Republic of Suriname
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Located on the northeast coast of South American (between Guyana, French Guiana and Brazil) Suriname was formerly known as Dutch Guiana. A small country, comprising an area of 163,000 sq km (63,000 sq miles), Suriname was early populated by Arawak and Carib Indians. Christopher Columbus sighted the coastline in 1498. The Spanish staked claim to the area, the Dutch formed a few small settlements and the British built the first sugar plantations using Indian labor. In 1667 two colonial powers made a land swap: the Dutch gave the British New Amsterdam (New York) and the British gave Suriname to the Dutch. Employing their skill as dyke builders, the Dutch reclaimed a narrow coastal strip for sugar plantations to replace marshes and mangrove swamps. African slaves were imported for labor by 1680. After the European abolition of slavery laborers were imported from India, China and Java, thus the present population of about 440,000 is uniquely diverse. Since 1954 Suriname has been a self-governing, equal partner in the Tripartite Kingdom of the Netherlands. It is a republic with a single legislative body known as the National Assembly. Ethnic and economic conflict in the late twentieth century resulted in military coups, suspension of foreign aid and record inflation.
The world’s most densely forested country, 92% of Suriname’s land area is yet covered with dense forest, much of it untouched as timber is not among the nation’s exports. Agriculturally Suriname produces shrimp, fish, rice, bananas and coconuts. The major national export is bauxite; 65% of the export and 15% of the gross domestic product is bauxite. Reliant upon the Netherlands for economic aid, substantial progress in this country is unlikely without major economic reforms.
Because of the diverse populations imported for agricultural laborers in previous centuries the religious make-up of Suriname is equally diverse. Indigenous religious activity is in the minority at 5%. Christianity is split between 25% Protestant groups and about 23% Roman Catholicism. About 20% of the population is Muslim while approximately 27% are Hindu.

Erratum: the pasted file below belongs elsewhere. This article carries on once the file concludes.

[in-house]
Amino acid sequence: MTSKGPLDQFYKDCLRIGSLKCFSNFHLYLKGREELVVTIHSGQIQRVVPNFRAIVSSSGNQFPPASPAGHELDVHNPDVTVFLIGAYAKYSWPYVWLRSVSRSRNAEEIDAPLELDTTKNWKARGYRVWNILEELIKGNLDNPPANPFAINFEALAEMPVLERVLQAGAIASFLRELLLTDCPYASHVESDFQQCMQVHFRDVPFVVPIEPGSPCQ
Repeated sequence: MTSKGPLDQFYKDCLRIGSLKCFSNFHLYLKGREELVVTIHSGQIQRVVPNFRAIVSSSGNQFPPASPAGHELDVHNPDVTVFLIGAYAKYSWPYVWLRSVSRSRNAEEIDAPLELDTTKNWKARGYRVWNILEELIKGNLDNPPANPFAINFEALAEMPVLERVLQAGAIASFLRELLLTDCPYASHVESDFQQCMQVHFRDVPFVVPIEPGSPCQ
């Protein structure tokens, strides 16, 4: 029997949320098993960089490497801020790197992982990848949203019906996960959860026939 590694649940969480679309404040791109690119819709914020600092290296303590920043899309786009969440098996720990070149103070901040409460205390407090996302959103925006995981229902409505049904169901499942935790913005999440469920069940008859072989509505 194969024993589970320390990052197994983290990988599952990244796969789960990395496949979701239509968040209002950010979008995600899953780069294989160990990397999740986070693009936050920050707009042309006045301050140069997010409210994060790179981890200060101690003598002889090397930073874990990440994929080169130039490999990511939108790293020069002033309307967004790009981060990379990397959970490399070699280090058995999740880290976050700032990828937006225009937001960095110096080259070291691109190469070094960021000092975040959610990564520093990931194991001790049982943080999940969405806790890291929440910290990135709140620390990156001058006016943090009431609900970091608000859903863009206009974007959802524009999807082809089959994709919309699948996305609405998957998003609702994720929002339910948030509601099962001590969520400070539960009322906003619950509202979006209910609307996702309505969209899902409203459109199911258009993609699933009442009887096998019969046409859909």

Suriname was introduced to the Stone-Campbell Movement (before 1989) through World Radio broadcasts and the World Bible School in the English language. As a result of these two ministries of the a cappella Churches of Christ a few students and a few radio listeners traveled to neighboring Guyana to receive baptism from believers there. In 1989 a team from the World Bible School, including Don Starks, went to Suriname to seek out additional students. At one point as many as 400 Dutch language correspondence courses were underway. Sometime thereafter a group of Christian workers, including Boyd and Kevin Williams, conducted a campaign in Suriname resulting in the teaching of about one hundred people. Some of these accepted Christianity and formed a congregation at Paramaribo. Thomas Almathie became a pioneer leader in this work. Early in 1991 American Don Fike spent three months in Suriname helping to strengthen the church there. Numerous campaigns were conducted. Additional American missionaries who have served in Suriname have been David Atnip and Wayne Pruette. There are known to be at least four Church of Christ congregations in Suriname, in Paramaribo, Ventanilla, and Lima.
International Churches of Christ have the Internationale Gemeente van Christus te Suriname in Paramaribo.
Clinton J. Holloway
National Profiles Editor
Revised by Gary Holloway, January 8, 2014
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